A total solar eclipse will darken the skies across the United States on Aug. 21, 2017, and spectators are traveling from across the globe to Oregon, Idaho, Wyoming, Montana and Nebraska for prime seats to view the rare event.
For observers within a 70-mile stretch, known as the “path of totality”, the moon will block the sun for almost two minutes. Tourism in those areas is expected to boom, with hotels and Airbnbs filling up months in advance. Solar farms and rooftop panels will be also be impacted, with the shadow expected to wipe out enough energy to power to 7 million homes.
Learn why “why a total solar eclipse is such a big deal”
Watch a video on Twitter of Oregon Gov. Kate Brown sharing viewing tips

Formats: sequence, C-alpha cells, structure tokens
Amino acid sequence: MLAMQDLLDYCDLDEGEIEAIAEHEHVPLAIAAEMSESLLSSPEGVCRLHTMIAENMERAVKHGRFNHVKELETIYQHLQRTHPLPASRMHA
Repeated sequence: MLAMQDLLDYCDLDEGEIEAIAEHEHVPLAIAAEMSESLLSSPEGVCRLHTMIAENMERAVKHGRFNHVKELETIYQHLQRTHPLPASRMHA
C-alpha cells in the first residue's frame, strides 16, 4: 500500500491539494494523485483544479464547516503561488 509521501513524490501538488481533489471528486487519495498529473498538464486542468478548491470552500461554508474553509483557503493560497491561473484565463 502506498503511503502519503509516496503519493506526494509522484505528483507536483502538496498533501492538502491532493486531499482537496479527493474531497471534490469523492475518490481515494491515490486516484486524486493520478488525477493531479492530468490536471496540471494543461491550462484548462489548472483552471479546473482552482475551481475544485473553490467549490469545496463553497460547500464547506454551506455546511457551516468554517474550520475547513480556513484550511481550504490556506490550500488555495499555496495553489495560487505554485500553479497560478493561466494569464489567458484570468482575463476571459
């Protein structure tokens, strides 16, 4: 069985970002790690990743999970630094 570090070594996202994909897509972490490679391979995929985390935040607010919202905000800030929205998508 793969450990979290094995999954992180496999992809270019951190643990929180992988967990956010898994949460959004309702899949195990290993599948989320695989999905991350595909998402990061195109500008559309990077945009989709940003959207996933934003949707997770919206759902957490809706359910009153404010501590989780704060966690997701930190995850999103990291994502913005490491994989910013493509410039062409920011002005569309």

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Populate a viewing map created by High Country News
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Find out what you’ll see where you live
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Want to use your phone to photograph the solar eclipse? Read this first
Eclipse could be Nebraska's biggest-ever tourism event
Lodging is still available, but renters will need to act fast
Travel the path of the eclipse with an interactive graphic from the Washington Post
Find a list of books on eclipses from The New York Times
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Solar eclipse glossary: 21 terms to make you sound like an expert
How to photograph time-lapses of Total Eclipse
Learn how many viewers are expected to visit Wyoming (hint: more than the state's population)
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How to make a pinhole projector to view the solar eclipse
The Procrastinator’s Guide to Cosmic Marvel